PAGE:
Category Archives: Gardening

The Colour Purple

Yes, I know that’s the title of a book and film tie-in. But it’s also what this post is all about. The celebration of the colour purple, and its various hues. Think Wisteria, Bougainvillea, Jacaranda, Monet’s Gardens at Giverny, pergolas, romantic walks under great arches of lavender blossoms, bluebell woods…

I was up really early this morning, and couldn’t get back to sleep. So I went on Pinterest, as usual ;), and came across a photo of a garden decked out in purple. That caught my imagination, so I started looking for more purple gardens and flowers.

Here are some of my favourites, courtesy of Pinterest.

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My Favourite Terrariums

I’ve written about, and mentioned, Terrariums quite in bit in previous posts. (You can find those posts by typing in “terrarium” in the Search field towards the top of my page).

My experiments in creating my own terrariums have been rather hit and miss. A couple of them flourished for a while, then the plants wilted or died. One only lasted a week. Moss is incredibly hard to find in Nature here in Western Australia. You need to beg a florist and then be prepared to pay through the nose to get some.

My best efforts so far in creating terrariums have been the simplest ones – glass orbs with some white aquarium gravel, 2 airplants, and posed with a token plastic toy animal inside.

So, all in all not much to shout about from this end. But, in the course of my research into Terrariums, I did end up with quite a collection of curated images for my Pinterest board. Here then I present to you the terrariums that in my fantasy world were created by me, and lovingly housed in my vast conservatory dedicated solely to terrariums 😄. (For further information about where to buy these, who created them, how to make them, simply go to my Pinterest board “Terrariums” and click on the pictures. You will be whisked away to a terrarium wonderland, where you will emerge a committed terrarium addict).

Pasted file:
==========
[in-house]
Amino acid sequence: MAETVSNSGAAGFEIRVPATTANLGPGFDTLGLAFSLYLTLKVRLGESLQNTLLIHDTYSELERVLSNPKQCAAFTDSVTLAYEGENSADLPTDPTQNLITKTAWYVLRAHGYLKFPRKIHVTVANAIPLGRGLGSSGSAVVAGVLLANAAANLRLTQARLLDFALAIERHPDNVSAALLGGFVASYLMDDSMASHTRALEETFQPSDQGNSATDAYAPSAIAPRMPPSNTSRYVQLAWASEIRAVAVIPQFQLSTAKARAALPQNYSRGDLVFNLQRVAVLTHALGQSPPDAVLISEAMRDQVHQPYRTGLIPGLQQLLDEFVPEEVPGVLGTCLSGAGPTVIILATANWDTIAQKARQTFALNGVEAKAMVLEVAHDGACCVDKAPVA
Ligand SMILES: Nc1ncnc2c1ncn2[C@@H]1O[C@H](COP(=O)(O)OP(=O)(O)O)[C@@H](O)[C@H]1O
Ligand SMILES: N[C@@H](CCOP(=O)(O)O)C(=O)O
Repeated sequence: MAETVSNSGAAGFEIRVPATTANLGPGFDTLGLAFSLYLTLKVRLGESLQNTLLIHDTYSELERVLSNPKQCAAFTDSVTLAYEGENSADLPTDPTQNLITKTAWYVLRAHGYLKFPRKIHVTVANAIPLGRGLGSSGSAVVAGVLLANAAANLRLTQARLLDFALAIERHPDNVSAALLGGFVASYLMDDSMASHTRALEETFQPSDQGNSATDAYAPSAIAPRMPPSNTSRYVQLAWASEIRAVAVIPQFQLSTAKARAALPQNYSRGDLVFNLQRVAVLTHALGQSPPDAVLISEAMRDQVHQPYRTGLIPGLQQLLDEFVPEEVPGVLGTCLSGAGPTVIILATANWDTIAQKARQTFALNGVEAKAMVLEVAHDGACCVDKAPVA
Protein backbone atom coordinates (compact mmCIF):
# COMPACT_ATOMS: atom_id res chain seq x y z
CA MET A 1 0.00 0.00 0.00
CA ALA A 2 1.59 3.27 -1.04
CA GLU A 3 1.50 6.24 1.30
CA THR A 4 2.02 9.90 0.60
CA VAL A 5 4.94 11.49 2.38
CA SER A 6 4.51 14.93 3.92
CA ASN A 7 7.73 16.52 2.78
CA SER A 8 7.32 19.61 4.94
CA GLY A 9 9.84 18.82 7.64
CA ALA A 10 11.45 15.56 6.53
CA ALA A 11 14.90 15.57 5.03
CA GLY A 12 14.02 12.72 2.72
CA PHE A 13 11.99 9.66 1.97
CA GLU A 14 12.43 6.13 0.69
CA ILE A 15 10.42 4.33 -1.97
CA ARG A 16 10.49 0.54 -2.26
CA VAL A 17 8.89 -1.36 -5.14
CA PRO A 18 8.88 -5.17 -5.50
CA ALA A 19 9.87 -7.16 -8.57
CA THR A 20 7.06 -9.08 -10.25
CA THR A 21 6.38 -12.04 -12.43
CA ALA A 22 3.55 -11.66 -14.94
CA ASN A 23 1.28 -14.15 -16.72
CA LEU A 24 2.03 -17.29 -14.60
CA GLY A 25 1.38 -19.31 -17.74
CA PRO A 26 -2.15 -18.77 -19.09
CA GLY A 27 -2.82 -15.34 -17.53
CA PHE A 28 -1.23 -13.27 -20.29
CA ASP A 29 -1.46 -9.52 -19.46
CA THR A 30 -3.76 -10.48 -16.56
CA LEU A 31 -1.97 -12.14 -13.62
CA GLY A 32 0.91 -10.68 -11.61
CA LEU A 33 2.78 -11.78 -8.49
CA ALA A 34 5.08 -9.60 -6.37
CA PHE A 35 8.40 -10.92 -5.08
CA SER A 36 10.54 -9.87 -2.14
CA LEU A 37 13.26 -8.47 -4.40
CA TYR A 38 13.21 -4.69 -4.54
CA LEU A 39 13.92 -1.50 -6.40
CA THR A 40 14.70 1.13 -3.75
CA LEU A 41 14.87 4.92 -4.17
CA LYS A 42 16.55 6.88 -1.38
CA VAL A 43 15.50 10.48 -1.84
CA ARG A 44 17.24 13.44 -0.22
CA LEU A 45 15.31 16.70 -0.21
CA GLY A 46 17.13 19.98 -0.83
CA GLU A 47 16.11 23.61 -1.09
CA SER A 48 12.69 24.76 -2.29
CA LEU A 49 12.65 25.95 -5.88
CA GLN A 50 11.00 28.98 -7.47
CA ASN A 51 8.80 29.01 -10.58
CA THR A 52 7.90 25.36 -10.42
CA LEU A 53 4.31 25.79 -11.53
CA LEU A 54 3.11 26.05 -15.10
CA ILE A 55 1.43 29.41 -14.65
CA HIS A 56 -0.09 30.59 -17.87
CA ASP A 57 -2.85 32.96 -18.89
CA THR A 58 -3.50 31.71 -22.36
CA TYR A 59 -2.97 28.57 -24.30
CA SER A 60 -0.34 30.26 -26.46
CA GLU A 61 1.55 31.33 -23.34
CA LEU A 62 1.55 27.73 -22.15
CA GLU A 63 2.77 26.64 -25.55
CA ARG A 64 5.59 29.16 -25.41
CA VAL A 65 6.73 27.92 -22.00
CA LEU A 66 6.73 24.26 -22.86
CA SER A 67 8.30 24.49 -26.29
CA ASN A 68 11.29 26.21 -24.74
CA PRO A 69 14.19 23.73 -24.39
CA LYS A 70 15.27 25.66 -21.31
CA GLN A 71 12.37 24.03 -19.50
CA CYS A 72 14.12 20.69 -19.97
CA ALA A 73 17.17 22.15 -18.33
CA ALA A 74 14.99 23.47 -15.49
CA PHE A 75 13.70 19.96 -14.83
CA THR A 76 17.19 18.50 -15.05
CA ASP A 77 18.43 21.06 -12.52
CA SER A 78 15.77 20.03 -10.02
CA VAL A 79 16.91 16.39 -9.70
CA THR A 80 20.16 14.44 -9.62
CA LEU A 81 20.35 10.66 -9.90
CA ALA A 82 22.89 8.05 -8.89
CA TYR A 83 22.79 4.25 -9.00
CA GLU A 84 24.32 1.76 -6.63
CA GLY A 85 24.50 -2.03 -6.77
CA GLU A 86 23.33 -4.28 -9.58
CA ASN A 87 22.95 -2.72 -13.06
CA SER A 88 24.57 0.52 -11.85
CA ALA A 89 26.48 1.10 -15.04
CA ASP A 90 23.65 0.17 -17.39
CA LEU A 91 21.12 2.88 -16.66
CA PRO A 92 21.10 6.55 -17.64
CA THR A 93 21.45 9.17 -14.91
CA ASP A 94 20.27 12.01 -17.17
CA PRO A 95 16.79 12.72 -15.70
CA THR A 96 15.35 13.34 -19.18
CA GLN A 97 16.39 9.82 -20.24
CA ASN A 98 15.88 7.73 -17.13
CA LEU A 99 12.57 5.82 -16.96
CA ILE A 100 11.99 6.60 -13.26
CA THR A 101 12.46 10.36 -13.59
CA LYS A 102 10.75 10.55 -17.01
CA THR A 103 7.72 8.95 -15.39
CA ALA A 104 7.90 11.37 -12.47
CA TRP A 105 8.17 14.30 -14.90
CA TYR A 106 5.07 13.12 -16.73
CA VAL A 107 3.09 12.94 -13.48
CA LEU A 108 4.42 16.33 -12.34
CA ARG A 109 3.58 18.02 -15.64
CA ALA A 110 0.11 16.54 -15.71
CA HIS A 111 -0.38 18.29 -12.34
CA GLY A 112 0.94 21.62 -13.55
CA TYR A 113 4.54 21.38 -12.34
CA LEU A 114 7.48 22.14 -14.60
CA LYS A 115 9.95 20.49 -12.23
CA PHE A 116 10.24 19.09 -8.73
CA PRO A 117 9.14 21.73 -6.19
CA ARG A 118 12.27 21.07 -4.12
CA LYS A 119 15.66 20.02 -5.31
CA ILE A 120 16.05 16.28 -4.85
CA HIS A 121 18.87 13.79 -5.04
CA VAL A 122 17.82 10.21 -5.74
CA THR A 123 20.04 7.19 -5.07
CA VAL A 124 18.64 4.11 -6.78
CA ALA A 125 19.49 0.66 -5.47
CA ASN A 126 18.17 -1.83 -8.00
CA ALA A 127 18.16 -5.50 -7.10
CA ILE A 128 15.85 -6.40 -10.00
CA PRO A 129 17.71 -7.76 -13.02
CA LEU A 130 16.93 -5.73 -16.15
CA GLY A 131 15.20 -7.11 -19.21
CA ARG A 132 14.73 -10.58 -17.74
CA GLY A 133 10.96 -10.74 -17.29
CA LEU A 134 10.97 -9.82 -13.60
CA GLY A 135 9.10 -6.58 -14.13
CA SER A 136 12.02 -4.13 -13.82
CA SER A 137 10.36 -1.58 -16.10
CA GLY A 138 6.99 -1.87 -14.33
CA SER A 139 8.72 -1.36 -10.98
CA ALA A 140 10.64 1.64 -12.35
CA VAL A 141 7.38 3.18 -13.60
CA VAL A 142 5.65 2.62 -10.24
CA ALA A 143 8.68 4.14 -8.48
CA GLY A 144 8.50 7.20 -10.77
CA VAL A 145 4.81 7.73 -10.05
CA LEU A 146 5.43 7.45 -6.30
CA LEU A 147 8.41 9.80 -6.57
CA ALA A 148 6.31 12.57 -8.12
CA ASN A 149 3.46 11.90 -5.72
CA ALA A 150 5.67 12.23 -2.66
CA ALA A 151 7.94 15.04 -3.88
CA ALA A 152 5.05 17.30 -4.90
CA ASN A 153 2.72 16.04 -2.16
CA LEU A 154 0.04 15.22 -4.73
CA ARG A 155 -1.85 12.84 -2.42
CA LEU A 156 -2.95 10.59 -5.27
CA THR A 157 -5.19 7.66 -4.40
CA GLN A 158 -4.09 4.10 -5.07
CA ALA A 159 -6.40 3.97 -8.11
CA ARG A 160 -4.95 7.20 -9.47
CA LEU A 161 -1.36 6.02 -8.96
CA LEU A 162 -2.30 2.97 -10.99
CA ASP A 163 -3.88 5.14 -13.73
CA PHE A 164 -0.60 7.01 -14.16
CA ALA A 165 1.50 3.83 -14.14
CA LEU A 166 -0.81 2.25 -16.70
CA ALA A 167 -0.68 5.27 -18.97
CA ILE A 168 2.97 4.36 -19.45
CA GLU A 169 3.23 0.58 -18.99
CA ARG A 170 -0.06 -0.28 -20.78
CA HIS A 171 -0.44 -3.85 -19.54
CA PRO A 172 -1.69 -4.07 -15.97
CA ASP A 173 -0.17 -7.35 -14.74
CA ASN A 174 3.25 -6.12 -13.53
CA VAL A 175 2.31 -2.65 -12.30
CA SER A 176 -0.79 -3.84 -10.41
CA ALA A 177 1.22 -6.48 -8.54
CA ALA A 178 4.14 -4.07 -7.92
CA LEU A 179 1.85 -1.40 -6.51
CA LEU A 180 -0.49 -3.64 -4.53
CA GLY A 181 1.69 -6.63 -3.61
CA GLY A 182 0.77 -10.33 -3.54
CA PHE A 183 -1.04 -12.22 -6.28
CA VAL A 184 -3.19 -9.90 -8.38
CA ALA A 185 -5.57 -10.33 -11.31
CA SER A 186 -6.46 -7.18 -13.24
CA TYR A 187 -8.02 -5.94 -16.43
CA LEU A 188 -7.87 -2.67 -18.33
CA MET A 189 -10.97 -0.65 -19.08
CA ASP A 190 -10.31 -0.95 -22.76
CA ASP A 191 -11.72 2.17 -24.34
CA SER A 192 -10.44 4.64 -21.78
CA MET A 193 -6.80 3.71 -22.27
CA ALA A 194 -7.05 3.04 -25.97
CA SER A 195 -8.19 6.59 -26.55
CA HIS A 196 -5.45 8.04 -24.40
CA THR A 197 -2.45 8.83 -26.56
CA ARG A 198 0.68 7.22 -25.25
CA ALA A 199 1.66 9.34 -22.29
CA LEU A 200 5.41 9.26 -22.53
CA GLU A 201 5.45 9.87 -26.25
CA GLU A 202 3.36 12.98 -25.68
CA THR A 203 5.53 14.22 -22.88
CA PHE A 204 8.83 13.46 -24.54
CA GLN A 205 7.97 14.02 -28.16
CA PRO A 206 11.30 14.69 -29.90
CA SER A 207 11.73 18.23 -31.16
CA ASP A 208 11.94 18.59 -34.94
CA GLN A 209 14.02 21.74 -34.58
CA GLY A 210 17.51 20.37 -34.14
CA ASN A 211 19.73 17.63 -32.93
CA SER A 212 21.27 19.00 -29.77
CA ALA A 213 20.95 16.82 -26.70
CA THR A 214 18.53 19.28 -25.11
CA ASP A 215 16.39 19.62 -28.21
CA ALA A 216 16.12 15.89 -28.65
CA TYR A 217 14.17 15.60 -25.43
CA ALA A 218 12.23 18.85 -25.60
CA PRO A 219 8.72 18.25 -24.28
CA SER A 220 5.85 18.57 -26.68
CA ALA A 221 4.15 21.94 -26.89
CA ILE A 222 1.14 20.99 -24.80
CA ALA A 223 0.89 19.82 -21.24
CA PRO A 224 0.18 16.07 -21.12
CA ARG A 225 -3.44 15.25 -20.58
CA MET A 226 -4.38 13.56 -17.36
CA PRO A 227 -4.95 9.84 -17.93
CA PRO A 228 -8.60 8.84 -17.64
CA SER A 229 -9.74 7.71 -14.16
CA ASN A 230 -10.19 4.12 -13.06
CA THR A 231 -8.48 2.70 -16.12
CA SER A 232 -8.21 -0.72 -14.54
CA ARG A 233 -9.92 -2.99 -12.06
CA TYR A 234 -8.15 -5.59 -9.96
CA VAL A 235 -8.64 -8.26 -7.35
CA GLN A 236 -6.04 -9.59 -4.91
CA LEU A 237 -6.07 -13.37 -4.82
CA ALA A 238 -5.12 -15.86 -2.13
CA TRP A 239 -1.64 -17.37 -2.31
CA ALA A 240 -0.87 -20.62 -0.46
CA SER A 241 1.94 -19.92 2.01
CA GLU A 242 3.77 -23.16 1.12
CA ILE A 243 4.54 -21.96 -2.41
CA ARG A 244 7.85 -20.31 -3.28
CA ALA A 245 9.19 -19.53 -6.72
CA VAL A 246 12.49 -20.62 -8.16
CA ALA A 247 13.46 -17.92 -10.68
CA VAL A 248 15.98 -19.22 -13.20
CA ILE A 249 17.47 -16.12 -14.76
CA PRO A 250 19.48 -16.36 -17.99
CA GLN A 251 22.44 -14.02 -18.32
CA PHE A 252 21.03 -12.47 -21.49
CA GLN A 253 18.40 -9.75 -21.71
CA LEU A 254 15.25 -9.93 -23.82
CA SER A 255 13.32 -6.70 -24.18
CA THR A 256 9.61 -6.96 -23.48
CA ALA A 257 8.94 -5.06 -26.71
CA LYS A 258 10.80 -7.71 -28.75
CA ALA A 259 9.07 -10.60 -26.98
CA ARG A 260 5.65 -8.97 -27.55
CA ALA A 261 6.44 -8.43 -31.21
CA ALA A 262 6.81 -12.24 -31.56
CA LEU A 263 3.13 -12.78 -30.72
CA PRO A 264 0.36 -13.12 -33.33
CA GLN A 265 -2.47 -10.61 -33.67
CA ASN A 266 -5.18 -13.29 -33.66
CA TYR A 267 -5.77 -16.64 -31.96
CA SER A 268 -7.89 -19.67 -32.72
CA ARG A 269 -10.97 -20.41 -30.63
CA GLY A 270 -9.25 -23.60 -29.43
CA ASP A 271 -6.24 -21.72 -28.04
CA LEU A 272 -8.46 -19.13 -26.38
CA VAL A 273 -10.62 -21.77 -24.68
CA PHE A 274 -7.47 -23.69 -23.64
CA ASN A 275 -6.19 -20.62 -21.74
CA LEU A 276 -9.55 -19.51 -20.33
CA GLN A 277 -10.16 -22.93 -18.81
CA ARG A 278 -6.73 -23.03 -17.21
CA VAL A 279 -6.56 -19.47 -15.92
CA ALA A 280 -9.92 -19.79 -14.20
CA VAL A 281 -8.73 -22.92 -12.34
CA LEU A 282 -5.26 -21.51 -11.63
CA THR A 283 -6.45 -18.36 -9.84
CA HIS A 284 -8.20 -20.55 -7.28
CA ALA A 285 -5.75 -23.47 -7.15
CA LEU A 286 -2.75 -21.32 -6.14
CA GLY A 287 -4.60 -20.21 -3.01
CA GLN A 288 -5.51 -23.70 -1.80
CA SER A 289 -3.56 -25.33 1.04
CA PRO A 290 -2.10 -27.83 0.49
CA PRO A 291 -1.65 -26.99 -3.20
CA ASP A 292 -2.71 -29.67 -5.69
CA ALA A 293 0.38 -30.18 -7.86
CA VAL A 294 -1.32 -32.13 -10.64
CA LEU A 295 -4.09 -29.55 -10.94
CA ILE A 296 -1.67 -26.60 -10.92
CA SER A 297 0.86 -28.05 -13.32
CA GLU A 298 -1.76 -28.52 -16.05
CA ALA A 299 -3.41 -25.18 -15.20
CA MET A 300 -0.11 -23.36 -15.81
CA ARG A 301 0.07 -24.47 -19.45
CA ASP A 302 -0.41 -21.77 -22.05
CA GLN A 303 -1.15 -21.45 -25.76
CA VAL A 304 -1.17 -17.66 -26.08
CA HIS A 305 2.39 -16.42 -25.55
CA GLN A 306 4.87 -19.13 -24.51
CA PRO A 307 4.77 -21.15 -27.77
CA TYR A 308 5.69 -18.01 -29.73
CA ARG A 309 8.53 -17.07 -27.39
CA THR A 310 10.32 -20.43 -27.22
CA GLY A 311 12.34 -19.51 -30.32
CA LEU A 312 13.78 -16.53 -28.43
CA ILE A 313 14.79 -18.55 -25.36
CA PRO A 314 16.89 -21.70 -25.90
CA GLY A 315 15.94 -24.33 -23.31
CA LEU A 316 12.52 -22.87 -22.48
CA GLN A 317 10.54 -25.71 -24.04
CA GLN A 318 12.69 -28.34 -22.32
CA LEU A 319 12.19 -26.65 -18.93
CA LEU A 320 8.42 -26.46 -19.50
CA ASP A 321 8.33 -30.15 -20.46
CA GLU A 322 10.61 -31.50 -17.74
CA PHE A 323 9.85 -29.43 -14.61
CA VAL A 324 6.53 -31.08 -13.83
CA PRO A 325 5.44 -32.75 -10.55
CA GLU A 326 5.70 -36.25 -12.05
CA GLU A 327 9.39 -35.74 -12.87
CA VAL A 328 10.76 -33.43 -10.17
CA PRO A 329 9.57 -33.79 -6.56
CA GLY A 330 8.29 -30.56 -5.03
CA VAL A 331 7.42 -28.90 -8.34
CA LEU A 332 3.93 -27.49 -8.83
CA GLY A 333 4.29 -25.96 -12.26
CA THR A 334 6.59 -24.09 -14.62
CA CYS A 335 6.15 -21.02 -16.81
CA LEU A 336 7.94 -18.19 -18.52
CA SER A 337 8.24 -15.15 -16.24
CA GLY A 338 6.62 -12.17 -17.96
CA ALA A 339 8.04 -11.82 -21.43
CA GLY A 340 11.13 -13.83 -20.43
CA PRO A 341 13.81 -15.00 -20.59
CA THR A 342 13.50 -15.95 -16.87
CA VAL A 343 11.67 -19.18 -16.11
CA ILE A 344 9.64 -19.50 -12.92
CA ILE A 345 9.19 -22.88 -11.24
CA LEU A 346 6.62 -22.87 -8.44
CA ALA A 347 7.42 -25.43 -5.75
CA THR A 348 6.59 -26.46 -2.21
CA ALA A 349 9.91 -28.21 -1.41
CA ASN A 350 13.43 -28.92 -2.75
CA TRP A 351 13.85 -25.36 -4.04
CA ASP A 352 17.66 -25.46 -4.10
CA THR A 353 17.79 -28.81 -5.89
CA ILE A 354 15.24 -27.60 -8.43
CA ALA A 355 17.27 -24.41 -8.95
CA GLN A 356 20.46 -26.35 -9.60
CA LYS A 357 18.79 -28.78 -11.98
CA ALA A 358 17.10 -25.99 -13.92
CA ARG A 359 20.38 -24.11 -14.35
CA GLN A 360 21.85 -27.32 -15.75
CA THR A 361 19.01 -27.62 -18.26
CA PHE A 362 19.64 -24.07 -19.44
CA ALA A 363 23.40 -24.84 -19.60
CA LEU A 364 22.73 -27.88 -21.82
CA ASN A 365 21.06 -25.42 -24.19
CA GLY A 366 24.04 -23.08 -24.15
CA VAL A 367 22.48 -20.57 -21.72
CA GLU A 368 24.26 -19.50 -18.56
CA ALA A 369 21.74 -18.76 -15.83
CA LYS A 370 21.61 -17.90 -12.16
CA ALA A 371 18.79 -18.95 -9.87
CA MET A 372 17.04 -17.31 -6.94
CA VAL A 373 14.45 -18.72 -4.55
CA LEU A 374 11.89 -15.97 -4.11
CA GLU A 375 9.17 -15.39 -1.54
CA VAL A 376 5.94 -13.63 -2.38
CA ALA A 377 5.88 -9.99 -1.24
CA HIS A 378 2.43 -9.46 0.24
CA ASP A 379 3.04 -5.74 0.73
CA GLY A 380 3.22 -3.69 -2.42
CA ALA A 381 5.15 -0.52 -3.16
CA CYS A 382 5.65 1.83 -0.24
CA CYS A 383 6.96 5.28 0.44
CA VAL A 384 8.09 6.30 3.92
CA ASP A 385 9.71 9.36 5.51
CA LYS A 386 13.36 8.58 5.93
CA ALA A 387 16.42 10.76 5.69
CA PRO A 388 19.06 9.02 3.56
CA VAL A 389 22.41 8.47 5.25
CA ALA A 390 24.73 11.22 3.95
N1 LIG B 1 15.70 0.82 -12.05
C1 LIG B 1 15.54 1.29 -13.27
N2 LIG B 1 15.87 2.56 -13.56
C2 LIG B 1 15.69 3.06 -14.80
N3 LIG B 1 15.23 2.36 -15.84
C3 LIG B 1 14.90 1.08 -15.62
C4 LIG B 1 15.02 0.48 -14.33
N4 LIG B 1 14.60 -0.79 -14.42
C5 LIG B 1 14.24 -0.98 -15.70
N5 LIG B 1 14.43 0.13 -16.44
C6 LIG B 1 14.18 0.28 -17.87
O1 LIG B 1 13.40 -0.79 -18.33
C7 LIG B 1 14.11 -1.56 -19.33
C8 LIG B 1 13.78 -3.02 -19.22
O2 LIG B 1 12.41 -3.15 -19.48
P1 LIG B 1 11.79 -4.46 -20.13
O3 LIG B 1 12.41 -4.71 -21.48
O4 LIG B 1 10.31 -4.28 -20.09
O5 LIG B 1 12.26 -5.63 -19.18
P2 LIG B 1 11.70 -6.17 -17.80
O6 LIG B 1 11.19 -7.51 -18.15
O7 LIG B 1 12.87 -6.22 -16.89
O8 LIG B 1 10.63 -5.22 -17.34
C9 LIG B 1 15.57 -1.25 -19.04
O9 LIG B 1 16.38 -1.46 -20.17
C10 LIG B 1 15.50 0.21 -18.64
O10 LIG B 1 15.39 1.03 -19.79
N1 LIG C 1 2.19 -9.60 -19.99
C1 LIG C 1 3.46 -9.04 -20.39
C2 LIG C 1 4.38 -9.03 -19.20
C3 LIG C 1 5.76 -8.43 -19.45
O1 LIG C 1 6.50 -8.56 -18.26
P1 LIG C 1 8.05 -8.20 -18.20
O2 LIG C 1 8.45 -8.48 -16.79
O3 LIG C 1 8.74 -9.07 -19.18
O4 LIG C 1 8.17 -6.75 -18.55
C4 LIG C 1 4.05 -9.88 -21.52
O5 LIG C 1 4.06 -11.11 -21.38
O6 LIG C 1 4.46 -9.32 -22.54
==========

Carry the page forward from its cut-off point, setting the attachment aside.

As for me, I think I’m off to buy a few more airplants or succulents…

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Echinopsis

Echinopsis is the scientific name for a large genus of cacti. I have one small plant in a pot by my swimming pool, which I hardly ever paid attention to until a few months ago, when suddenly I noticed that it had sprouted some rather pretty little flowers. Sadly, the flowers didn’t last very long. But my curiosity was piqued enough for me to search on Google for more information about my little cactus and its relations.

Cactus flowers are really beautiful, is my conclusion. Here are some of my favourites, from Google Images.

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I also found someone online who is obsessed by Echinopsis, to the extent that he calls himself “Echinopsisfreak”.  His name is Greg Krehel and you can read all about his obsession with Echinopsis on his blog here. Be sure to click on his time-lapse videos there showing his Echinopsis plants blooming.  They are truly spectacular!

I feel a new addiction beginning…

Greg Krehel is also the man behind the site dedicated to Echinopsis, http://www.echinopsis.com. Below is an excerpt from that site:

What’s an Echinopsis? A type of cactus originally from South America that features amazing flowers … amazing in at least four ways:

– The flowers of most Echinopsis varieties are incredibly colorful … often featuring two or more hues working in harmony.

– The flowers are often giant … 5″-6″ in diameter … and frequently dwarf the cactus that grows them.

– They frequently appear in flushes of multiple flowers opening at the same time.

– Most types of cacti produce just one flush of flowers each year. But Echinopsis can produce flush after flush of flower for as long as the daytime temperatures remain above 70F/21C.

Echinopsis is pronounced Ech … in … op … sis. But where does the name come from? Once you understand the its Latin roots, you’ll discover the name makes great sense.